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    Re: Moby Dick Tales
    From: Don Seltzer
    Date: 2019 Jan 12, 11:41 -0500
    On Fri, Jan 11, 2019 at 6:17 PM Frank Reed <NoReply_FrankReed@fer3.com> wrote:
    >
    >  Literacy in New England c.1850 was above 95%, possibly even above 98%, and that covers marginalized groups, too, including women. Newspapers were everywhere. Books were widely available. Charles Dickens was famously treated like a rock star on his tour of America in 1842. Letters written by people of all social classes are abundant in primary source document archives.


    On this topic, a foretop man in the Consitution wrote the following chapter in his book Life in a Man-of-War in 1839, about the time that Melville was whaling in the Pacific.

    Literary Tars

    READER don't spoil your pretty countenance with a sneer nor turn up your nose with disgust at the title of this sketch. Methinks I hear you with a pish exclaim Literary Tars quotha upon my word the Belles Lettres are becoming fearfully defiled when the wild reckless sailor ruffles the leaves with his clumsy and tar besmeared fingers. But the bard of Avon says in the above motto that there are water rats as well as land rats, why then should it be considered a strange or unaccountable coincidence if we had our book worms on the forecastle of a tight Yankee frigate as well as in the boudoir or the drawing room. The march of mind is abroad and making rapid strides in both the hemispheres why then should it not on its journey take a sly peep amongst the worthies of a man of war why should not the wanderer on the mighty deep as well as the sojourner on terra firma hail with  feelings of delight the appearance of a sheet filled with the soul thrilling poetry of the inestimable Moore or the quaint racy prose of the inimitable Dickens. When sailing on the boundless Ocean for weeks and weeks together each day bringing forth the same dull unvaried round of employment the same tiresome monotony still pervading the scene what can be a greater resource to help to dispel the foul fiend ennui than the interesting or amusing volume it is at a time like this the unsophisticated tar pores over with pleasurable feelings the pages of history or imbibes with heated imagination the melting pathos of some of our beautiful modern poets. Who will say then that some of the inmates of a vessel of war do not thirst after literature. To illustrate the fact just glance your eye along our ships decks when lying in port under the break of the poop you may observe a group of mizen topmen eagerly listening to some more talented shipmate who with voice and effect worthy the subject is reading aloud passages from one of the splendid and romantic poems of the celebrated Byron. In the larboard gangway a crowd are assembled distorting their risible muscles at the trying though ludicrous scenes in Marryatt's Jacob Faithful or Midshipman Easy Again on the starboard side amongst the main topmen a little coterie are gathered together wrapped in profound silence every ear intent with open mouth swallowing some of Cooper's thrilling descriptions of nautical life or digesting the eccentricities of Scott's liquor loving Peter Peebles or the original and trite remarks of Boz's inimitable Sam Weller and even the hard old salts on the forecastle with the bronze of every climate upon their furrowed cheeks are huddled together around the trunk hearing with enthusiastic imagination and eyes beaming with delight some lettered sheet anchor man describe the glorious exploits and brilliant achievements of Columbia's ships in the last war. Whilst we lay in New York three or four hundred volumes were purchased comprising the whole of the Family Library the works of Scott Marryatt Cooper Irving Bulwer &c and when the circumstance was made known throughout the ship the greater part of our jolly tars came forward with avidity and subscribed their mites towards repaying the purchase money and felt pleased to think that they had now in their possession...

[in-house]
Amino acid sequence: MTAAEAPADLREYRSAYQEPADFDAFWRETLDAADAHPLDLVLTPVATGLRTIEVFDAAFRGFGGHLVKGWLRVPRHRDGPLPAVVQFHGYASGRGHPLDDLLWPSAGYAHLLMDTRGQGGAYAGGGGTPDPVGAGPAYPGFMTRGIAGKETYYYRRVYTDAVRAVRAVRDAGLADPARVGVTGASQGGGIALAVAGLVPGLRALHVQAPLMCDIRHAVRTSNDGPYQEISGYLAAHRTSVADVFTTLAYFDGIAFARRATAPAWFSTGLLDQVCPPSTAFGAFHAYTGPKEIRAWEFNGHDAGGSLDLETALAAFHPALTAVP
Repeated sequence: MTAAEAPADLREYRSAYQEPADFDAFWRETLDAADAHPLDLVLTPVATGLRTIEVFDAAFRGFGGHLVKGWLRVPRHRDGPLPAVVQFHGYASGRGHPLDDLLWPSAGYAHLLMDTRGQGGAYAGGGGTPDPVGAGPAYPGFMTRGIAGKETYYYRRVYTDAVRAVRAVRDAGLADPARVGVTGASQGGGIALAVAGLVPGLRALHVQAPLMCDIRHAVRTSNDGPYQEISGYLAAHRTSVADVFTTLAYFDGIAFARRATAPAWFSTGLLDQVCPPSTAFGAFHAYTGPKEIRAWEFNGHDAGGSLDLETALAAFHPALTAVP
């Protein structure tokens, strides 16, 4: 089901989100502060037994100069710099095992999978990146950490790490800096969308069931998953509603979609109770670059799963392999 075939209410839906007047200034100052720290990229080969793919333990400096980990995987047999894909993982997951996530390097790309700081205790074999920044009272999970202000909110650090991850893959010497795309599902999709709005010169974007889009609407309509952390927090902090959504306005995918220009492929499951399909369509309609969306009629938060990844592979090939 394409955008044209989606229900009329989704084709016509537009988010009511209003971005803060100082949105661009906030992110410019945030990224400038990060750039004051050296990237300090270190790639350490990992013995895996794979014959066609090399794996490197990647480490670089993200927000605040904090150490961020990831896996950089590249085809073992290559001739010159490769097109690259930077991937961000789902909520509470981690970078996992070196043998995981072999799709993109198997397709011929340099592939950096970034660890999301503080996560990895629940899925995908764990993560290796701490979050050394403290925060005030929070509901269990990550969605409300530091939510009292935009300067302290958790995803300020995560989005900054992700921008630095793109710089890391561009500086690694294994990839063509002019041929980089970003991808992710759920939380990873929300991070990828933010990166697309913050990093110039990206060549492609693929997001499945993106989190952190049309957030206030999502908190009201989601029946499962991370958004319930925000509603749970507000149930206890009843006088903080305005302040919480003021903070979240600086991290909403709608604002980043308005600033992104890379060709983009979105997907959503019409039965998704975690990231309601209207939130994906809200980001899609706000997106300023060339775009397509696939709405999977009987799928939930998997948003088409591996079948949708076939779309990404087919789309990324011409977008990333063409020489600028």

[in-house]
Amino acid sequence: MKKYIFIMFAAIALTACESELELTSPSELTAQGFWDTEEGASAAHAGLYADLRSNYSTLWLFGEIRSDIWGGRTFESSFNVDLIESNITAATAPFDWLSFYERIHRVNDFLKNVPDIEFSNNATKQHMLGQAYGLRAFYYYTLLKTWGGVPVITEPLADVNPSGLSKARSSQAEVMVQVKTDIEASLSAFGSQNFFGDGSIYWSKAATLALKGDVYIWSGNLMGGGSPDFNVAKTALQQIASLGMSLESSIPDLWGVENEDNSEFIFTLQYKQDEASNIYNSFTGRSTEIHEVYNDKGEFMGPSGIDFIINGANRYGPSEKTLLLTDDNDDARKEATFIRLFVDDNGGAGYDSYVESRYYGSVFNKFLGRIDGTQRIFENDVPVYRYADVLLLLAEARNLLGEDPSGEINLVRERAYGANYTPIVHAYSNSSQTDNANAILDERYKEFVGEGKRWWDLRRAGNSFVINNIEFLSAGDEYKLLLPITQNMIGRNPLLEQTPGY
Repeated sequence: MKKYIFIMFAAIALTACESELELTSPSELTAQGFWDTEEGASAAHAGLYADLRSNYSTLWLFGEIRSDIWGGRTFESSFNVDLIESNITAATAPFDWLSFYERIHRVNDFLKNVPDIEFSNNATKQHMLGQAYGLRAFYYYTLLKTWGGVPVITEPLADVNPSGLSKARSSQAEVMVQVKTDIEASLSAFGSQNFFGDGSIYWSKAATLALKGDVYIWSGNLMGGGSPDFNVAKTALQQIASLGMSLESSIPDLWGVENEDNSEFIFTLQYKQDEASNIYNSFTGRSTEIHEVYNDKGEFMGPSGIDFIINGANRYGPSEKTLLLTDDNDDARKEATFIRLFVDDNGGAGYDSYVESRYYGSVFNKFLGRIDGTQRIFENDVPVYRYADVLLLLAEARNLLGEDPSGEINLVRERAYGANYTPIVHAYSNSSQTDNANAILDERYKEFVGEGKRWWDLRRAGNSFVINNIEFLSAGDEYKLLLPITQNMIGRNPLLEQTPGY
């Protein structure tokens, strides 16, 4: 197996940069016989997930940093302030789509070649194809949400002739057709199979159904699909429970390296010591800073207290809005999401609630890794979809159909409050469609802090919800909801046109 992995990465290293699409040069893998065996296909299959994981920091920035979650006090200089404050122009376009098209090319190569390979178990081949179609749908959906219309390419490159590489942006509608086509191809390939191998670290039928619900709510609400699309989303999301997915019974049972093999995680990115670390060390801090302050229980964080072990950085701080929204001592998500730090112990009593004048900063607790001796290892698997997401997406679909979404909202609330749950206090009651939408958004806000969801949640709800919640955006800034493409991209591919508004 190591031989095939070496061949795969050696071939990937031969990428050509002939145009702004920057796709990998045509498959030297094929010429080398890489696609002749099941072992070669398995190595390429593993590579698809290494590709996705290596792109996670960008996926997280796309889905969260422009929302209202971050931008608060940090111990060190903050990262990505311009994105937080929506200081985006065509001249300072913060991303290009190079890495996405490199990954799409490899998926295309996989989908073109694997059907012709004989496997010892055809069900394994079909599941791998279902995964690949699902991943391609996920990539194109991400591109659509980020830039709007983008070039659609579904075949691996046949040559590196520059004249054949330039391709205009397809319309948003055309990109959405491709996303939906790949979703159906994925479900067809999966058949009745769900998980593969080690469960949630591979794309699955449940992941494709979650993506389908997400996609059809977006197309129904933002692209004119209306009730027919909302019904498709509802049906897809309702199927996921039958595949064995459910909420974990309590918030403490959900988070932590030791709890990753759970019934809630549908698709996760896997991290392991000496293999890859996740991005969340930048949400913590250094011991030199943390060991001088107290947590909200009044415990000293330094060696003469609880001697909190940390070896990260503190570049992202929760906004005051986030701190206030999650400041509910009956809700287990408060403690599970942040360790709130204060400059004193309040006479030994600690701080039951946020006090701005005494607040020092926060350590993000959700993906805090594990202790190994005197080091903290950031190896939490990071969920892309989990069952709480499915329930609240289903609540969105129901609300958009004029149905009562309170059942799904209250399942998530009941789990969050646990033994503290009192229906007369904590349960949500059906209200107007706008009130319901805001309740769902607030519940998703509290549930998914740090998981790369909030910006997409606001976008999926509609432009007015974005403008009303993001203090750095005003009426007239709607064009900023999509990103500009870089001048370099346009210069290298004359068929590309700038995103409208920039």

The complete book can be found online for free.

    Don Seltzer
       
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